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Operations Research and Financial Engineering

Katherine L. Milkman ’04

Assistant Professor of Operations and Information Management, The Wharton School, University of Pennsylvania

I arrived at Princeton intending to pursue a bachelor of arts degree and anticipating that I would major in something quantitative given my love of logical reasoning and questions with objectively correct answers. As a freshman, I took courses in the math department that made it quite clear that I was not destined to prove theorems for a living. I also found myself remarkably uninspired by economics at the undergraduate level. One of my roommates was an engineer majoring in operations research and financial engineering (ORFE), and the more I learned about her classes and the electives she would be able to take as an upperclassman, the more intrigued I became. 

The ORFE department offered courses to juniors and seniors about such wide-ranging topics as transportation systems, e-commerce, and human-machine interaction—all subjects that sounded fascinating to me. My sophomore year I enrolled in a core ORFE class about probability theory, and was immediately hooked. On the first day, the professor lectured about Tyche, the goddess of chance, and the important role her hand played in every event in our lives. After that lecture, I began to look at the world in a whole new way, and I knew I had found my home on campus. 

However, I also possessed a deep love of literature and culture, and in order to keep both sides of my brain stimulated, I chose to pursue a certificate in American studies while concentrating in ORFE. The combination led me to a fairly unusual thesis project (statistically analyzing the contents of 10 years of New Yorker fiction), which fulfilled the requirement that I blend both my primary and secondary fields of study in my independent work. This project opened my eyes to the incredible power and potential of conducting interdisciplinary research.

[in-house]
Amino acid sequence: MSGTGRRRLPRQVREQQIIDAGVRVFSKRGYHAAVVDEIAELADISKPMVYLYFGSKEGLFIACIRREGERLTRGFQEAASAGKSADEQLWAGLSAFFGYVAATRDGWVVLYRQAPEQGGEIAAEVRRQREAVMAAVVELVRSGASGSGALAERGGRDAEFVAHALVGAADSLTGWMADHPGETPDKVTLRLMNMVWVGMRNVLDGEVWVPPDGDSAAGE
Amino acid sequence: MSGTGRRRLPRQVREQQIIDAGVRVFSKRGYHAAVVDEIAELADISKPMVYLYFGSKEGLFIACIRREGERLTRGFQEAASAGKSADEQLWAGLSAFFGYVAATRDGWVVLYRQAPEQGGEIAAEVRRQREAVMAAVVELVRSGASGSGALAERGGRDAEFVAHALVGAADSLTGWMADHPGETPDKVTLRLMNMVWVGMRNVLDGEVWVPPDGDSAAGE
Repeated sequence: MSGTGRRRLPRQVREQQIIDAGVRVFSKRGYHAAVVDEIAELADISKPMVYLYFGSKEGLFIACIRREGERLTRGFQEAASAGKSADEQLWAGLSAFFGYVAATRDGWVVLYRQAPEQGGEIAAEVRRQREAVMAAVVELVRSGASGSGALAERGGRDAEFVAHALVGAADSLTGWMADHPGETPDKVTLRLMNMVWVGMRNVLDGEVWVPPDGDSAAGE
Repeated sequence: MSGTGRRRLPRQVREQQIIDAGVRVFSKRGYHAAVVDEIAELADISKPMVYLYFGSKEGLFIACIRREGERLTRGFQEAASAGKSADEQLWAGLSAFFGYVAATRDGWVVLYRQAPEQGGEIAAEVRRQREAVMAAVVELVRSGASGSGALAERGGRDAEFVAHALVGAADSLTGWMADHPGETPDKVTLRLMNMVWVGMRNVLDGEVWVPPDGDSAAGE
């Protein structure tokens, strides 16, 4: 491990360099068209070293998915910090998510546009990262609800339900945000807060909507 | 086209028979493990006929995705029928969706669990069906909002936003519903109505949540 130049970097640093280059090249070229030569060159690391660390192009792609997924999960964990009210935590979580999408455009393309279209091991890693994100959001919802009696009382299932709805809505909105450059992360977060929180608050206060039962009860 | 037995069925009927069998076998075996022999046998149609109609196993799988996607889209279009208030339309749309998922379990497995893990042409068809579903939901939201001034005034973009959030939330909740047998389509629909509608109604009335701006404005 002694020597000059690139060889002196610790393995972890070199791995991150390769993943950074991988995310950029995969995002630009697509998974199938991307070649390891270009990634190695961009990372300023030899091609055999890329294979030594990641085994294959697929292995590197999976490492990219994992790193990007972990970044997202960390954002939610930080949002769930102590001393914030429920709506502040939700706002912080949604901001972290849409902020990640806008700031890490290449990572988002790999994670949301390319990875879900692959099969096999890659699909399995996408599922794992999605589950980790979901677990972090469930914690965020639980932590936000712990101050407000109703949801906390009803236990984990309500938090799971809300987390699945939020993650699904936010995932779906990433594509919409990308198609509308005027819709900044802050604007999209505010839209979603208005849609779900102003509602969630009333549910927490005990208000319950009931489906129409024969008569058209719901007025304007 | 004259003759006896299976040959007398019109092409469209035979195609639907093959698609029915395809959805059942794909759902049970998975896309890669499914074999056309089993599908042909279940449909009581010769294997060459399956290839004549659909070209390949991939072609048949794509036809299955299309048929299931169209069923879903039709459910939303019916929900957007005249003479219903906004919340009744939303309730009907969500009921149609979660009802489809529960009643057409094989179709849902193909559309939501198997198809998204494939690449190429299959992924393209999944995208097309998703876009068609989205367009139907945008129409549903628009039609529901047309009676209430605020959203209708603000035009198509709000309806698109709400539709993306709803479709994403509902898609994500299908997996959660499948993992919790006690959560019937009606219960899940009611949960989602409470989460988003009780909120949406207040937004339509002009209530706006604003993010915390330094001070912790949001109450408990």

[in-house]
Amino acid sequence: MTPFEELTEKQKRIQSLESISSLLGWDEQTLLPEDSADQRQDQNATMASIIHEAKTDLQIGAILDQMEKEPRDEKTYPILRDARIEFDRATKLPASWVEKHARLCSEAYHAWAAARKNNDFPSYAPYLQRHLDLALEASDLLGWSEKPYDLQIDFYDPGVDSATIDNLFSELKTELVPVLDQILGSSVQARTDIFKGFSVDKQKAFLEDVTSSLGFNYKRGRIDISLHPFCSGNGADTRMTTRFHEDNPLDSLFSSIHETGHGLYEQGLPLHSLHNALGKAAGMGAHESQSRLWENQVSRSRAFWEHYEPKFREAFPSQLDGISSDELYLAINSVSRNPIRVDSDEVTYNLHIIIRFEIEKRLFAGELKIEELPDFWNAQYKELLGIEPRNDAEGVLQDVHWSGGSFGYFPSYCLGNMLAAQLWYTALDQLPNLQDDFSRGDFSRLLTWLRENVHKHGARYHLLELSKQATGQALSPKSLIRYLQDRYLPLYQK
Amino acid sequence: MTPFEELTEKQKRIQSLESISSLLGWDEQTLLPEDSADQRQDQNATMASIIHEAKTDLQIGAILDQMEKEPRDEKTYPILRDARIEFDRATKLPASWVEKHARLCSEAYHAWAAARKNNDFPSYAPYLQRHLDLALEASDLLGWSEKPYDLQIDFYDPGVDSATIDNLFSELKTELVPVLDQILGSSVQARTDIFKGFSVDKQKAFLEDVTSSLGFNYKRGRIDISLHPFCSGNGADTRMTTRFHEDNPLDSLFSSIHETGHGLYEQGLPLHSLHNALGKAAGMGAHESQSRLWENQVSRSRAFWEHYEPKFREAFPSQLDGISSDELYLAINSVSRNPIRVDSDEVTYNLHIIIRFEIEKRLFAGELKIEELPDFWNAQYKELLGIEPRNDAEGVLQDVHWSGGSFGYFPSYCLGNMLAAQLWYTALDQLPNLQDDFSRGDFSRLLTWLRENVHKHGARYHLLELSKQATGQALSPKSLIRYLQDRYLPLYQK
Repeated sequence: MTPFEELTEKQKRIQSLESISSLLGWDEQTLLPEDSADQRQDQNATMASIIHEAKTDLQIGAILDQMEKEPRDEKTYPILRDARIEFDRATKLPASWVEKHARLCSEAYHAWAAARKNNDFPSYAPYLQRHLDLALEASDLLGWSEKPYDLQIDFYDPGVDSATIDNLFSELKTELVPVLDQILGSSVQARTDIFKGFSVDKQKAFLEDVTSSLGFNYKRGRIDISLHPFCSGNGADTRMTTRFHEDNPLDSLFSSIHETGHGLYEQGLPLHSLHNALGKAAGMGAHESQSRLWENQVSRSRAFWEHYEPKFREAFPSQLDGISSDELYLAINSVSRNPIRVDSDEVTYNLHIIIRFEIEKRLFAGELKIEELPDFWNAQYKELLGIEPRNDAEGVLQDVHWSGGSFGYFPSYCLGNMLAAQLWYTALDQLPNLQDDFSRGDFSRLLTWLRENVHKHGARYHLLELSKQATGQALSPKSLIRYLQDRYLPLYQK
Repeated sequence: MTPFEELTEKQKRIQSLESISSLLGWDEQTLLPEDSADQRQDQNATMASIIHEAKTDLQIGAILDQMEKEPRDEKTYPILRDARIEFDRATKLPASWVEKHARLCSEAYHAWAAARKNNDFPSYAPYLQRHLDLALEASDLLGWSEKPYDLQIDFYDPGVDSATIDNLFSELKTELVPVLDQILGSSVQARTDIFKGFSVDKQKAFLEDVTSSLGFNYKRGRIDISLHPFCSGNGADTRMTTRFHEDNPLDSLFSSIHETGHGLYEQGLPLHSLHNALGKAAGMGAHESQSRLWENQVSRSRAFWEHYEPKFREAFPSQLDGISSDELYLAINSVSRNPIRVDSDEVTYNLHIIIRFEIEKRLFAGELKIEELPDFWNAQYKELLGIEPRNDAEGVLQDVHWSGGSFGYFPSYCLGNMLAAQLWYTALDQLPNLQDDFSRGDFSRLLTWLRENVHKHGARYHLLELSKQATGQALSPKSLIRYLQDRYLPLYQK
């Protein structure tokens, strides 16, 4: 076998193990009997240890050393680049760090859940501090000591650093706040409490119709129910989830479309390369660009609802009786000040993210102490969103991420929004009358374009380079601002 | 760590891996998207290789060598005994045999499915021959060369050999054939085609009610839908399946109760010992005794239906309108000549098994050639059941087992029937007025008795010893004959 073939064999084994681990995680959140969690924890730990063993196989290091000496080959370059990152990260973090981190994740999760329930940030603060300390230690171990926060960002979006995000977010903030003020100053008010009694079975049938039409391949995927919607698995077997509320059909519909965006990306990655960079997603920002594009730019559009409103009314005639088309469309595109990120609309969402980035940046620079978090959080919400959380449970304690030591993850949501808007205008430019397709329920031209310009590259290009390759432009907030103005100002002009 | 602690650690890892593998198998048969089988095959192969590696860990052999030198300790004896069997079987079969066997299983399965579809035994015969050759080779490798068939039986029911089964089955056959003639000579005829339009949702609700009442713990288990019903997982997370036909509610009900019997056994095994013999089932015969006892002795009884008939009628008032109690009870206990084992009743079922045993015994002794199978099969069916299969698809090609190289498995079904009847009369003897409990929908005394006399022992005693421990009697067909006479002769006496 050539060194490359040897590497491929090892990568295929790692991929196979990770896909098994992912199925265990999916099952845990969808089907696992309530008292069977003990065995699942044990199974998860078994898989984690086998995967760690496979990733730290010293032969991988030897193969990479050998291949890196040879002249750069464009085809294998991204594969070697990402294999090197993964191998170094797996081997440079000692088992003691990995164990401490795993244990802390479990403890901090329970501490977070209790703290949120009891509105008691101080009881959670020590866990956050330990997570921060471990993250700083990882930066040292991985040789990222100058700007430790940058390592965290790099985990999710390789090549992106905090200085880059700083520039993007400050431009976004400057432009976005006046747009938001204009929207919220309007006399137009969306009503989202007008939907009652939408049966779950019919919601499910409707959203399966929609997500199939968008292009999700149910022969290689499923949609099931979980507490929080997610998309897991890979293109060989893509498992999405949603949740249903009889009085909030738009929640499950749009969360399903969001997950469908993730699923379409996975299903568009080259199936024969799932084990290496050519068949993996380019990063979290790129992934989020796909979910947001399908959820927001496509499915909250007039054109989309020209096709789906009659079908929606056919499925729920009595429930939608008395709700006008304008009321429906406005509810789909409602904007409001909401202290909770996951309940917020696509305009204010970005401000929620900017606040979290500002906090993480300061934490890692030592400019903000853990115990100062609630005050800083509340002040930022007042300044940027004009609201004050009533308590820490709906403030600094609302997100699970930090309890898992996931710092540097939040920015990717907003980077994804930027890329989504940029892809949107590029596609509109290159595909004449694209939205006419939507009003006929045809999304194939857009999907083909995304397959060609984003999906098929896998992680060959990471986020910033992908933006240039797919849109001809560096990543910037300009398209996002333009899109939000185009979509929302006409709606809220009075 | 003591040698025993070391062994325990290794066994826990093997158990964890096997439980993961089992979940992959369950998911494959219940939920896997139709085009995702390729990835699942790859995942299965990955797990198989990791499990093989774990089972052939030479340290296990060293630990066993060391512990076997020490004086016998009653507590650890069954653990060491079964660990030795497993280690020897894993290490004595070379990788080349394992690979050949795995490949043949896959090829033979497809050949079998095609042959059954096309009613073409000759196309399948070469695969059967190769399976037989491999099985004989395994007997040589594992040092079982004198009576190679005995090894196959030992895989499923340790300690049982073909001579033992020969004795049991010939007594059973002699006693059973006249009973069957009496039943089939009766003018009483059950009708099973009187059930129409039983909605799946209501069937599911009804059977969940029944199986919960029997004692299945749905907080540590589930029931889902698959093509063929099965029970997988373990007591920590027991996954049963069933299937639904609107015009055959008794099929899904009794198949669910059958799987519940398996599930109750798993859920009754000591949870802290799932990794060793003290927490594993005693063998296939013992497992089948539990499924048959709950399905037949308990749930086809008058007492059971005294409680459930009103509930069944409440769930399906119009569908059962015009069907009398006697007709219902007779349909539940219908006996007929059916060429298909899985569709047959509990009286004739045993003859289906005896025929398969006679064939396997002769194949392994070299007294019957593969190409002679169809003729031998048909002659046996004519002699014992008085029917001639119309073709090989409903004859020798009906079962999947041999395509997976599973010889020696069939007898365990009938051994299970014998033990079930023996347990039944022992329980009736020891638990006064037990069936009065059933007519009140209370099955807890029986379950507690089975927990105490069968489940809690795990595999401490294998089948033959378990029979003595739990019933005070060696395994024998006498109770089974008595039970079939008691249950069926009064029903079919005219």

The power of interdisciplinary research

My senior thesis at Princeton was the first act in my love affair with empirical social science research. Waking up regularly in the middle of the night with ideas about additional hypotheses to test made it clear that I should turn down an investment banking job offer and instead pursue a doctorate. I headed straight to an interdisciplinary Ph.D. program in computer science and business at Harvard, where I discovered the burgeoning field of psychology and economics. My doctoral research focused on understanding the peculiar ways that human beings deviate predictably from making optimal choices and documenting these deviations in large datasets containing observations of millions of consumers’ online grocery orders, DVD rental decisions, and so on. This path led me to my current position on the faculty at the Wharton Business School at the University of Pennsylvania, where I teach both undergraduates and MBAs about how people make decisions and how their decision-making skills could be improved. I continue to spend the majority of my time conducting empirical social science research.

It is crucial in my chosen career to be comfortable with statistics and probability theory, computer programming, and analyzing large datasets. As an ORFE major at Princeton, I obtained the analytical skillset I needed to succeed. Further, the ability to write and articulate thoughts clearly and to dissect a text is vital to an academic, and these are skills that the Program in American Studies helped me hone. Beyond gaining academic competencies, however, I learned far more important lessons at Princeton. The faculty I encountered as an undergraduate opened their doors to me and encouraged my interests in a way that I have since come to realize is extremely uncommon at a world-renowned research institution. Several ORFE professors offered me the opportunity to work on independent research projects with them as a junior, nurturing my curiosity about the world. My senior thesis adviser met with me every week, in spite of his incredibly busy schedule, and replied to e-mails containing inane statistical questions with shocking speed and thoroughness. Other ORFE professors and faculty affiliated with the Program in American Studies made me feel equally welcome in their offices with questions about coursework and my career. This experience shaped my views about teaching and mentoring undergraduate students in crucial ways. I constantly strive to be the kind of teacher and mentor that I encountered at Princeton now that I am a faculty member myself.